Going back to his childhood memories Togrul remembered a day when his brother and his cousins were playing in the house while he had an assignment and had to sit in his room and write an essay about Khojaly massacres. It was the manufacturing of hate; of fear and resentment, of blame, he says. Indeed, by the time he was in sixth grade, Togrul had harnessed this unconstructive dynamic in the most pragmatic and sad way. “We had to write about it every year. I started a business, I would write and sell the essays to others in my class,” he said..
Harutyun Badeyan, 27, was a participant in the same peacebuilding program I applied for after him, called “Rondine Cittadella della Pace ”an organization committed to reducing armed conflicts around the world and spreading its own method for the creative transformation of conflicts in every context. It aims to bring together people from different conflict divides who will live together for 2 years and will be willing to see the human beyond their enemy.
When I was accepted to the program Harutyun was back to Armenia because of COVID-19 situation in Italy, planning to go back to Rondine at some point. However there he was in September, yet in Armenia, writing a post on Facebook that he is going to war. I read his post with a shock, as he never was one of the typical nationalist guys I knew in Armenia, who would jump into the fighting from the first moment to show their patriotism. And neither was that the case. His post ended with telling his Azerbaijani friends that he loves them no matter what.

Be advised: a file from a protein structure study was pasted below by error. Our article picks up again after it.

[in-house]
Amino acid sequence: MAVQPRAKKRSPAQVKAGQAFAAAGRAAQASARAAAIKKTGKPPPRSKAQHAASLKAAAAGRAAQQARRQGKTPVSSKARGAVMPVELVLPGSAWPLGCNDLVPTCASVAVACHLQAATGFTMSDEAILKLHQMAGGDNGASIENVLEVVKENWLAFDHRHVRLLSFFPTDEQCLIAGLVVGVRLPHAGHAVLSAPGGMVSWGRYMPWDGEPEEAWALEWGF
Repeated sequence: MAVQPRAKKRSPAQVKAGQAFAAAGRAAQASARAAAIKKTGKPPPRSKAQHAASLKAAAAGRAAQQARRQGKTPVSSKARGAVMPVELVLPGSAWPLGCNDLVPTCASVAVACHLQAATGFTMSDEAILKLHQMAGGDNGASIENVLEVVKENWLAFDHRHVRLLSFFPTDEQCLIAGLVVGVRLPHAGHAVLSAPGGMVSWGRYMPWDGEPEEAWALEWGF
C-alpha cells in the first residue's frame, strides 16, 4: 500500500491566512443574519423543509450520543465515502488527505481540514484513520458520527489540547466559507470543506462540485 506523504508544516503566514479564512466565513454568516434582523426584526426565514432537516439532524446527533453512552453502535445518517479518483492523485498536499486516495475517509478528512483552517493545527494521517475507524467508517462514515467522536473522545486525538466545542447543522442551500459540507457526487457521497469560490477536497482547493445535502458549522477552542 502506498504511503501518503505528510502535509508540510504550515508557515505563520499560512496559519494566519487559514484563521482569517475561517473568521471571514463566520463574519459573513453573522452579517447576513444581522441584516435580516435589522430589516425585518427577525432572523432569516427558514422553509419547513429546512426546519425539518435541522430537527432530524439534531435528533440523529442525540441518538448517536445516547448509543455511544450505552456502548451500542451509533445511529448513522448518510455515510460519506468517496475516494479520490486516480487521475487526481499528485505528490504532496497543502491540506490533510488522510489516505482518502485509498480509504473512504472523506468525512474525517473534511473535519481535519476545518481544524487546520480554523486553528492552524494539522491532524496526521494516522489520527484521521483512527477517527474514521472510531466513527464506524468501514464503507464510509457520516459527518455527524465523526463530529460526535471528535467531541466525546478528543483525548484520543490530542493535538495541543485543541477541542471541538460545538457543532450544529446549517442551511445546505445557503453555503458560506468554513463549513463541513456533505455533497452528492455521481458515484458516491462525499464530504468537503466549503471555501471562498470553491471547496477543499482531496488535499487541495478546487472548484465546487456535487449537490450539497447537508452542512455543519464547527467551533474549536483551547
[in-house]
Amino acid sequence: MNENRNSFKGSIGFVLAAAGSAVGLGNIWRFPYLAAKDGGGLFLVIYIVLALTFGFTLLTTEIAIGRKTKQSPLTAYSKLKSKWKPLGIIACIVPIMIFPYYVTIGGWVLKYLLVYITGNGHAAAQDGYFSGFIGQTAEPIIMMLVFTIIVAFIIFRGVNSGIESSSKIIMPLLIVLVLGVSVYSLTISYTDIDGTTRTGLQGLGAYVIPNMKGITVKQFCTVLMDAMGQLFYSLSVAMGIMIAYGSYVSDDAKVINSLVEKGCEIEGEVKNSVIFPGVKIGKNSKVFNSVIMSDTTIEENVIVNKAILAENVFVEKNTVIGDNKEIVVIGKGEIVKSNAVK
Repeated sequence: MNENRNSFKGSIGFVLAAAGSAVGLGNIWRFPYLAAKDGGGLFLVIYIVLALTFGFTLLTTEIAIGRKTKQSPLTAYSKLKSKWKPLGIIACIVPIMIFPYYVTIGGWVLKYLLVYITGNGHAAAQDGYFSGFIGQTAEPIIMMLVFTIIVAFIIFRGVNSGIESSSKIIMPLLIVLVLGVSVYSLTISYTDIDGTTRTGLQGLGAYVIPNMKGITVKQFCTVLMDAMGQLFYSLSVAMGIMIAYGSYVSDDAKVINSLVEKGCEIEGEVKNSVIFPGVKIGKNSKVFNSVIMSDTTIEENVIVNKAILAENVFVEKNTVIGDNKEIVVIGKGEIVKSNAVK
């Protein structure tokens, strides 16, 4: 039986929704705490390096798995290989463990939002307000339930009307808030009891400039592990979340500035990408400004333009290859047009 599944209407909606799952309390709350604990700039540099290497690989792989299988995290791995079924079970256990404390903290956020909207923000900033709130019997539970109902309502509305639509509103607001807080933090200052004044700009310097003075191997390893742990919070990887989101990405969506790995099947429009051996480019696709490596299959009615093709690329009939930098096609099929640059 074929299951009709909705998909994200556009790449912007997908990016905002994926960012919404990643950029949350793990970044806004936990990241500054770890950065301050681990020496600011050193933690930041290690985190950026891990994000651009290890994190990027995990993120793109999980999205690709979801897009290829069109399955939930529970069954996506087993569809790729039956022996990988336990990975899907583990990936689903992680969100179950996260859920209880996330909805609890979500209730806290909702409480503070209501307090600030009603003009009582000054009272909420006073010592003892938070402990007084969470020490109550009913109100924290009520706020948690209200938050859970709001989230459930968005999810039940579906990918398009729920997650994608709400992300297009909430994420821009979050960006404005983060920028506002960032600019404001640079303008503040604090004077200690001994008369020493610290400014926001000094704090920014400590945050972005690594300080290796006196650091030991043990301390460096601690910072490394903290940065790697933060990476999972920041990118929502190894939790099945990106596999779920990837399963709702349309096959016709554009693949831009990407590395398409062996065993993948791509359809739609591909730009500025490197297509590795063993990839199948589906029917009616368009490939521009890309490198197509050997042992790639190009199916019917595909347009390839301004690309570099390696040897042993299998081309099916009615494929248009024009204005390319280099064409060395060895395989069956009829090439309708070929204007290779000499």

Harutyun grew up in Vardenis, where the memory of cohabitation with Azerbaijanis stayed fresh for a longer time, as he describes it. “My family had very close connections with Azerbaijanis, my father did his army service in Baku, and had very warm memories from Azerbaijan”. Harutyun’s uncle had a big farm in one of the nearby villages to Vardenis, which was once inhabited by Azerbaijanis. As a child he spent a lot of time there, and there was an Azerbaijani cemetery. “For us it was a place to play, it was interesting to look at the pictures on the graves, they had a cow or a horse sometimes on their gravestones, which is unusual in our culture”.
Harutyun recalls that his attitude towards Azerbaijanis changed during his army service (2012-2014), “I lost friends during my service time. They were shot by Azerbaijanis, subconsciously “Azerbaijani” became a synonym of “danger” to me”.